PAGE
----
Clothes are meant to make the most out of your body. Even if you’re not the fittest guy, a well-tailored piece can still make you look a million bucks! One example is the high-waisted trouser; It’s an old school detail that sets you apart from all the other #menswear guys around you.
From the 1920s-1950s, high waisted trousers (or high rise) were the norm. Just so you know, rise refers to the length of the crotch seam to the top of the pant. These pants sit at the “natural waist” right at your belly button, which is the widest part of your body and the correct place where your body is visually halved. However, they can even be made to be higher.
With your “visual legs” starting higher up on your body, it naturally has the effect of making your legs look long. If you are short or have shorter legs, high waisted trousers can do wonders. As a 5’8 man with some thick thighs, it makes my legs look slimmer and longer! Here’s some examples with true 1930s’-1940’s pieces.
Luckily for us in 2015, people still make high waisted trousers. Menswear has finally moved away from making suits look like skinny jeans and actually crafting them to flatter your body. I mean there’s a reason why women jeans in this style. Ask any girl and you’ll hear how good it makes them look; ass is accentuated and the legs are elongated.
These high-rise pants aren’t met to sit on your hips and sag like your Hot-Topic denim; they sit right near your belly button. Check out some classically styled guys from B&Tailor and The Armoury who take their tailored inspiration from the 1940’s, with high-rise pants and deep pleats. Look at how long it makes their legs look!
Compare these awesome images with modern every-day pants. Most of these sit four inches below the belly button while others can sit right on the hips (low-rise). While it may not be 1940 anymore, it’s definitely not 2003 anymore. Girls don’t even wear low rise anymore! High-waisted pants have taken the world by storm.
Just look at how short my legs look. It also doesn’t go enough to meet the button stance of the jacket. There’s a small gap between the buttoning point of the jacket and where the pants start. This small bit of shirt shouldn’t be seen; there should be a seamless transition from shirt to jacket to pant.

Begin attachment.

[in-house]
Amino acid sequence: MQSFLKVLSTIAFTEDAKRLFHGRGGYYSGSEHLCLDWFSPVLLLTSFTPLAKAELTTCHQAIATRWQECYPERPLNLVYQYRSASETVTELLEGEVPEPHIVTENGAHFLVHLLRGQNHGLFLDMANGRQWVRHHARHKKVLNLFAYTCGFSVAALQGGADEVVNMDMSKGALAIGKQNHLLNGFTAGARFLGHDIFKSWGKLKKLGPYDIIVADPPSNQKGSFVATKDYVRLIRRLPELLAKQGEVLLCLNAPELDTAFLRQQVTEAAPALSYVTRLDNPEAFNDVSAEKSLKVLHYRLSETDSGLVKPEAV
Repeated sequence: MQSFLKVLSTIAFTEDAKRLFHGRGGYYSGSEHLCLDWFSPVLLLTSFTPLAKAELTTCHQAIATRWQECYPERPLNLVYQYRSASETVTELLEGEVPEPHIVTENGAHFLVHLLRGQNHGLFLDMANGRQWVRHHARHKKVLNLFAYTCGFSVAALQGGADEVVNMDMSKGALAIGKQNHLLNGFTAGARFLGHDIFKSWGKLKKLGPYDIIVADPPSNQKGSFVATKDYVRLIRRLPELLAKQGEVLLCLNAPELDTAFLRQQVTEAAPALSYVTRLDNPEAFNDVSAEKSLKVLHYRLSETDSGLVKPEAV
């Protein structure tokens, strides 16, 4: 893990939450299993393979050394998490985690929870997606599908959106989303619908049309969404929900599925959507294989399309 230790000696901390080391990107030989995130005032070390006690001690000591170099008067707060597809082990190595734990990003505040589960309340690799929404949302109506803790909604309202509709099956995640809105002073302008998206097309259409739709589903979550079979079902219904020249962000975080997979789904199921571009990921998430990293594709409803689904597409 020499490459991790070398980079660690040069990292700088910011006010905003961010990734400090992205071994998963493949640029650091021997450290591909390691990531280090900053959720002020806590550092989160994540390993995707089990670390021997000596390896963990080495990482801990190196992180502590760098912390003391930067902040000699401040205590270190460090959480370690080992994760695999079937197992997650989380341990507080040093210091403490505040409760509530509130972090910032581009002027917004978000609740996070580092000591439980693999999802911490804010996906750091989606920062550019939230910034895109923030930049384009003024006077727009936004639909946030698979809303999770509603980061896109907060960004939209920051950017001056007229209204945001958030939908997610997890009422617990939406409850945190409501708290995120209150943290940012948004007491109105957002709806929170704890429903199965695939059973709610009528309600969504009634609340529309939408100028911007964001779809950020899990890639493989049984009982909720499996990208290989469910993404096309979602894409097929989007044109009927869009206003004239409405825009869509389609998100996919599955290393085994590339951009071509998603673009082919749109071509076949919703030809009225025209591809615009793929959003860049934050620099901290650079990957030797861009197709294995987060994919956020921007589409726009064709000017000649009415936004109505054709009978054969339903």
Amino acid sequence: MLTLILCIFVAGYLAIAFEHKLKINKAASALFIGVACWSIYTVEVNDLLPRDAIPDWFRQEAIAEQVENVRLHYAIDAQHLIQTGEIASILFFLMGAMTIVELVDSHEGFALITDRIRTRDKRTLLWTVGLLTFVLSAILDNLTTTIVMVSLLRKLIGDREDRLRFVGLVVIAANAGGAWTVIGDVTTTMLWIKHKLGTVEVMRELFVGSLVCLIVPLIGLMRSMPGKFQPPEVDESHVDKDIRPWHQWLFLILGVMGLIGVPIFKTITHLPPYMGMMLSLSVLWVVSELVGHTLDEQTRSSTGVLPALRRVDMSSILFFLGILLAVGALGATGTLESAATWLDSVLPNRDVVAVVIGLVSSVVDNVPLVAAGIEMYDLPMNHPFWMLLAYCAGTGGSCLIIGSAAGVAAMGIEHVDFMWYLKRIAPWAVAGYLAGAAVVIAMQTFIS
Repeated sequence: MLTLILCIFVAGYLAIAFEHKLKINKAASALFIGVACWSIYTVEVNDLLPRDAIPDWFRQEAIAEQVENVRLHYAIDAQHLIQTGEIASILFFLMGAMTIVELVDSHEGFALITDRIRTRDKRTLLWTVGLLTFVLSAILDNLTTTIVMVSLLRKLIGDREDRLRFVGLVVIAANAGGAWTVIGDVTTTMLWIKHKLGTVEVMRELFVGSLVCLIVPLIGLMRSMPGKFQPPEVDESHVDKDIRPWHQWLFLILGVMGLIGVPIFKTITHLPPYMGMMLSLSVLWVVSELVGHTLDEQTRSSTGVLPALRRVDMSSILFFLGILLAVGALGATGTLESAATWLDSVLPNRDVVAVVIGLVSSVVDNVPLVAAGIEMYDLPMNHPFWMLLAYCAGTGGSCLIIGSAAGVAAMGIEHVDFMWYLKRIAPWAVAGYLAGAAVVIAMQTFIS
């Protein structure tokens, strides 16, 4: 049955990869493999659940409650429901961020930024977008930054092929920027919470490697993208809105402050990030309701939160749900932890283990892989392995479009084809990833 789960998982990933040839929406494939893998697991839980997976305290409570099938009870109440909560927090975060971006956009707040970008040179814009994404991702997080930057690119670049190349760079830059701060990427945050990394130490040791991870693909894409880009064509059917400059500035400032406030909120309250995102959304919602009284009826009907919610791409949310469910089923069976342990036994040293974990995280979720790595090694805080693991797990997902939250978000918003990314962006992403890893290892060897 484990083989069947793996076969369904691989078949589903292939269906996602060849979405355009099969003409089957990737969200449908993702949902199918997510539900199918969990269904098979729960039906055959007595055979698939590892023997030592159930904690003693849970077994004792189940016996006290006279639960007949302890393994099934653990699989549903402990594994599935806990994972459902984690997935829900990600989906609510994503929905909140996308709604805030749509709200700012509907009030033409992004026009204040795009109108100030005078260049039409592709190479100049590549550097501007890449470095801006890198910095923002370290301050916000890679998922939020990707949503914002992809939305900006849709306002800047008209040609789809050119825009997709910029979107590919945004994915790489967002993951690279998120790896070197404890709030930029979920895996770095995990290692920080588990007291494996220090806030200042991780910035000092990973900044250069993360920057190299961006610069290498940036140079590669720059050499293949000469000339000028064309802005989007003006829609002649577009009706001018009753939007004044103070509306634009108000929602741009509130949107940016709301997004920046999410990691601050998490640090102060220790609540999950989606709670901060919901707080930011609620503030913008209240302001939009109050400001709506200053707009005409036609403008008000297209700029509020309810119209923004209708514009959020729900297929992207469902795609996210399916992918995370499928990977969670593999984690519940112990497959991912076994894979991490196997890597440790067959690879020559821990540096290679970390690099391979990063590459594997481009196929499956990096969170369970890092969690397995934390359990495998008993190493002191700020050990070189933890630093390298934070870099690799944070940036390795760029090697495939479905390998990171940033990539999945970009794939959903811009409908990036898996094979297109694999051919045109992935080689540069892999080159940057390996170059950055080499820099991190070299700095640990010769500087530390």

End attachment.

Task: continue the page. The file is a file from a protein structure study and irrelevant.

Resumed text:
Here’s a gent who should be wearing pants at his navel. It just messes with his body proportions and shows how short his vest is.
You see what I mean? Right now, you’re probably liking the look but you probably don’t have the thousands of dollars to buy those handmade garments. That’s okay, because there’s another way to get them! Just get a waist size bigger and pant size longer than what you’re used to, and BAM! High waisted trousers.
For example, I’m typically a 32×30. To achieve a high waist, I get a 32×32. When you compare a 30 and a 32 length, it changes more than just a simple length. Lets say that a 30-length pant has the knee at 15 inches and a 32-length has the knee at 17 inches. This will make the thigh area longer and bigger in the 32 pant, since the proportions are different. The resulting difference will let your pants fit higher on the body. All you need next is to hem the length and you’re good to go!
Having a slightly bigger waist size will also result in a higher rise. This is due to the extra fabric in the waist band (duh), which makes the pants sit higher. If you take in the waist, your pants should fit!
Those brown fleck ones from GAP are a great example. The flecked pattern really gives it a vintage feel, which is one of my main inspirations behind my style! Its almost 1940s-1950s, which was what the designer (David Hart) had in mind. If your resulting tie is too long (since now you have a high-rise), just tuck it in. When done right, it looks more Italian and less dad. Just remember to wear suspenders with them!
Another way is to go vintage. Vintage trousers will inherently be high rise since that’s simply how it was done back in the 1920s-1970s. Obviously some vintage trousers will vary in design and style (drop loops, side tab adjusters, pleats, etc) but they will get the job done. You don’t even have to buy “super vintage” trousers; trousers from the 1980s/90s will do the trick if they were designed to be high rise. Either way, a dead give away of a high rise will be a longer fly. If the pants fly seems too long, it will be high waisted.
I’ve thrifted a bunch of vintage trousers from the 1960s-1990s to great effect! They all range by the exact rise (some sit at my belly button while others sit higher) but they get the job done! Remember that you don’t have to get wide 1940s style pants when you want to go high waisted. If you get the pants tapered, you’ll end up with something that exudes the bespoke high rise examples shown above!
Another option which could be expensive, is to go custom. I’ve only had a few custom suits made, but I’ve made a habit of altering my measurements to ensure that I receive high rise trousers. This is usually done by paying close attention to the crotch, waist, and overall length measurements. Sometimes the brand will question you, but stay strong! It usually works!
Here’s the main lesson: a lower rise will always have its place with jeans and other casual clothes, but when it comes to chinos, dress trousers, or suit pants, high-rise is the way to go. These pants are meant to drape smoothly and create straight lines through the body. They are meant to sit at your belly button, not four inches below and sag. You should only wear what flatters you, not pants that make your legs look short and throw off your body proportions.
Thanks for reading, and I hope that you guys will try out this old school detail with your modern pieces like I have. Remember that there’s no shame in mixing and matching your garments, whether they’re vintage or not. Having high-rise trousers will definitely up your game if you want to have have a vintage-meets-modern style!
Always a pleasure,